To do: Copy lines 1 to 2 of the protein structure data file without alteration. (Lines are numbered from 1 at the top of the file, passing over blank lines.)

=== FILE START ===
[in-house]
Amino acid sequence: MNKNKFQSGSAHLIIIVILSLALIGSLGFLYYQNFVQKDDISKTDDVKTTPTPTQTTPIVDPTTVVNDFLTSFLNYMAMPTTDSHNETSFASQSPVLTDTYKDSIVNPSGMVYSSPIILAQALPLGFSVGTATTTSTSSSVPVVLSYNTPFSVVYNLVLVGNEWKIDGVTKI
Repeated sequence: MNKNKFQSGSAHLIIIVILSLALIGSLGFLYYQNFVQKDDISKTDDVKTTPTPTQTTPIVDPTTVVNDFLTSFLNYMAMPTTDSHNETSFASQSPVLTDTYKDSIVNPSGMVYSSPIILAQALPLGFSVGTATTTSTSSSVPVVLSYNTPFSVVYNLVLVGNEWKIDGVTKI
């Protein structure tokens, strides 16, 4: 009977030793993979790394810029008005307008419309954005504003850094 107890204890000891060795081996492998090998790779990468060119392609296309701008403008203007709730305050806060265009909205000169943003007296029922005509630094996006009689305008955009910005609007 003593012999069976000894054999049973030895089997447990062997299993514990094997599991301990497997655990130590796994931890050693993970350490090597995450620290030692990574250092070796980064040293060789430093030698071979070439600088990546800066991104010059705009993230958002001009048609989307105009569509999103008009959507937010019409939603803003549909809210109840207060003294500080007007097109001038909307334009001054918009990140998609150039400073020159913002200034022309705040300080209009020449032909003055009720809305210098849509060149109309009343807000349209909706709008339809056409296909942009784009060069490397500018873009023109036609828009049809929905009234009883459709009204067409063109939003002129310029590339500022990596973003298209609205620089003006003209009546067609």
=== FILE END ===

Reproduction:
[in-house]
Amino acid sequence: MNKNKFQSGSAHLIIIVILSLALIGSLGFLYYQNFVQKDDISKTDDVKTTPTPTQTTPIVDPTTVVNDFLTSFLNYMAMPTTDSHNETSFASQSPVLTDTYKDSIVNPSGMVYSSPIILAQALPLGFSVGTATTTSTSSSVPVVLSYNTPFSVVYNLVLVGNEWKIDGVTKI